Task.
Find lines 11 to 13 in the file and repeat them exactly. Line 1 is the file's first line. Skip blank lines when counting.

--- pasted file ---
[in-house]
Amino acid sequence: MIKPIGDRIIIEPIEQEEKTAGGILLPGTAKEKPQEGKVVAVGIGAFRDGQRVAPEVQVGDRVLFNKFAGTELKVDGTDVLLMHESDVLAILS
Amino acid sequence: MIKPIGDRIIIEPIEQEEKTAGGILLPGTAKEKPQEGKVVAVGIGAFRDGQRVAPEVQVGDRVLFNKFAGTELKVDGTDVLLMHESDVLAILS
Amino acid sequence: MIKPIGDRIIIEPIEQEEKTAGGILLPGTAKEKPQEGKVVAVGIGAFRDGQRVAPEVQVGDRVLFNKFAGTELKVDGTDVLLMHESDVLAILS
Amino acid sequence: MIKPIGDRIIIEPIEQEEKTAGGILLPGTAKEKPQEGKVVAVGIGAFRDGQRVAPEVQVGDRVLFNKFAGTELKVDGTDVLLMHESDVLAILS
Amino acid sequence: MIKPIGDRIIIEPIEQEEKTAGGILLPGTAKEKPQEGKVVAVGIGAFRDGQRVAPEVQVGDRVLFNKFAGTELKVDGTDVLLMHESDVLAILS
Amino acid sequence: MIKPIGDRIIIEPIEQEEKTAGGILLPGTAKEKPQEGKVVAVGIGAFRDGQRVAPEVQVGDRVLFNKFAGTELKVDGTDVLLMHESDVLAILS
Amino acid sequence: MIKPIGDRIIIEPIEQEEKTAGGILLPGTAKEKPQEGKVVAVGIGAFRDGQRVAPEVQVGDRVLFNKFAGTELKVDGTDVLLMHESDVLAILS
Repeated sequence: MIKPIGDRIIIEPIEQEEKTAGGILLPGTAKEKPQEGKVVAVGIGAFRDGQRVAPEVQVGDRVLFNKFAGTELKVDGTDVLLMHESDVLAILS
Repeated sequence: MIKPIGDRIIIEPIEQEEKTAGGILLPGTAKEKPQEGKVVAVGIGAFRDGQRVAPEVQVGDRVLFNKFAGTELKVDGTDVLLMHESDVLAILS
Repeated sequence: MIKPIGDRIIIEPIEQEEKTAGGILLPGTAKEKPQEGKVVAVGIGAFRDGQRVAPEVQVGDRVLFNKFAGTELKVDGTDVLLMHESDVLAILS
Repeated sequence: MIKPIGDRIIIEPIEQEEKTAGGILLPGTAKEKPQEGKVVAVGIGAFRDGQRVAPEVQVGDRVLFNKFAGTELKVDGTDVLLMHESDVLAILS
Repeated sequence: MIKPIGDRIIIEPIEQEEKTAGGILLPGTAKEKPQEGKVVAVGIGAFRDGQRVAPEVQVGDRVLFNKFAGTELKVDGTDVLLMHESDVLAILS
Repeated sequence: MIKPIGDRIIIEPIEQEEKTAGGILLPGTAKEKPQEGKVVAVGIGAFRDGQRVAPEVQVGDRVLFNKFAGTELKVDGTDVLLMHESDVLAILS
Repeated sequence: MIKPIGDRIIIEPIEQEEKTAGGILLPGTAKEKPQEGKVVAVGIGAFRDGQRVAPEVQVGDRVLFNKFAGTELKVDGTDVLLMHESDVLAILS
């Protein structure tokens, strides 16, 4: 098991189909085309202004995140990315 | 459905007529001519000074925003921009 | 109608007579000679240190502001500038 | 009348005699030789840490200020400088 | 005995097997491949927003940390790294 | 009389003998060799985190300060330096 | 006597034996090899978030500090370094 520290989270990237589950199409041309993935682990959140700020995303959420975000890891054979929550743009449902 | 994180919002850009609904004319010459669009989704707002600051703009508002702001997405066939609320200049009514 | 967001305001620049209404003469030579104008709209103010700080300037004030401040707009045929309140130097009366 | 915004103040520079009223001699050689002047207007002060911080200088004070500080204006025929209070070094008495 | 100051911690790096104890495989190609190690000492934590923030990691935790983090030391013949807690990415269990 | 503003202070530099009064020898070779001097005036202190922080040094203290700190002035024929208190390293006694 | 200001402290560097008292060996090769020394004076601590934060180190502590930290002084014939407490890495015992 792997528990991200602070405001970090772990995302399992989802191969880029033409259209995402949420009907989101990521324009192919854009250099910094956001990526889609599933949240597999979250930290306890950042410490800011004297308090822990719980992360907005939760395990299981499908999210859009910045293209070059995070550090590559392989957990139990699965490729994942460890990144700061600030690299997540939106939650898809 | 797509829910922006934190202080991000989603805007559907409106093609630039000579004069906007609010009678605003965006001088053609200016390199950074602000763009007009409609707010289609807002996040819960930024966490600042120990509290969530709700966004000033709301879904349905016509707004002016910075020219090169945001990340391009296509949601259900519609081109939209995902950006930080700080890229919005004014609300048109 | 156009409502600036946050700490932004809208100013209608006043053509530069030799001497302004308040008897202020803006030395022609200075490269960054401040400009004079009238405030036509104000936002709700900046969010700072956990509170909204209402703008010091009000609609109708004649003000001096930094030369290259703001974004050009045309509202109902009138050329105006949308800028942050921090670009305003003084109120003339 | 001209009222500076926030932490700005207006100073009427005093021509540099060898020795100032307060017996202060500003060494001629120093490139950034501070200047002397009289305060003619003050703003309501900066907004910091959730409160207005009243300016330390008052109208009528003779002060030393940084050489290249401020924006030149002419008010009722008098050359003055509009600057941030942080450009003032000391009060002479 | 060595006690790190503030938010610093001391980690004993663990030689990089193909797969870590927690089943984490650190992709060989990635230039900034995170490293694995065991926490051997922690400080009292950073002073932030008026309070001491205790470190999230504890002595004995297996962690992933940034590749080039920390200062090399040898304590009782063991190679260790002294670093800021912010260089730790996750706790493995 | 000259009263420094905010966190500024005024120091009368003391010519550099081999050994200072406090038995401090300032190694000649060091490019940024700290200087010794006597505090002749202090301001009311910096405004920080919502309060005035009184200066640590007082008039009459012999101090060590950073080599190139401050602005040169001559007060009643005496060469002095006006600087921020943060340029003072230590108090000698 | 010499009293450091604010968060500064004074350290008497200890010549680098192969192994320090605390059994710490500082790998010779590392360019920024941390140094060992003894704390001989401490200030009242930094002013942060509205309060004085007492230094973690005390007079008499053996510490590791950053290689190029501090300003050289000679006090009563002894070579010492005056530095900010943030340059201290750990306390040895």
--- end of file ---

Repeated sequence: MIKPIGDRIIIEPIEQEEKTAGGILLPGTAKEKPQEGKVVAVGIGAFRDGQRVAPEVQVGDRVLFNKFAGTELKVDGTDVLLMHESDVLAILS
Repeated sequence: MIKPIGDRIIIEPIEQEEKTAGGILLPGTAKEKPQEGKVVAVGIGAFRDGQRVAPEVQVGDRVLFNKFAGTELKVDGTDVLLMHESDVLAILS
Repeated sequence: MIKPIGDRIIIEPIEQEEKTAGGILLPGTAKEKPQEGKVVAVGIGAFRDGQRVAPEVQVGDRVLFNKFAGTELKVDGTDVLLMHESDVLAILS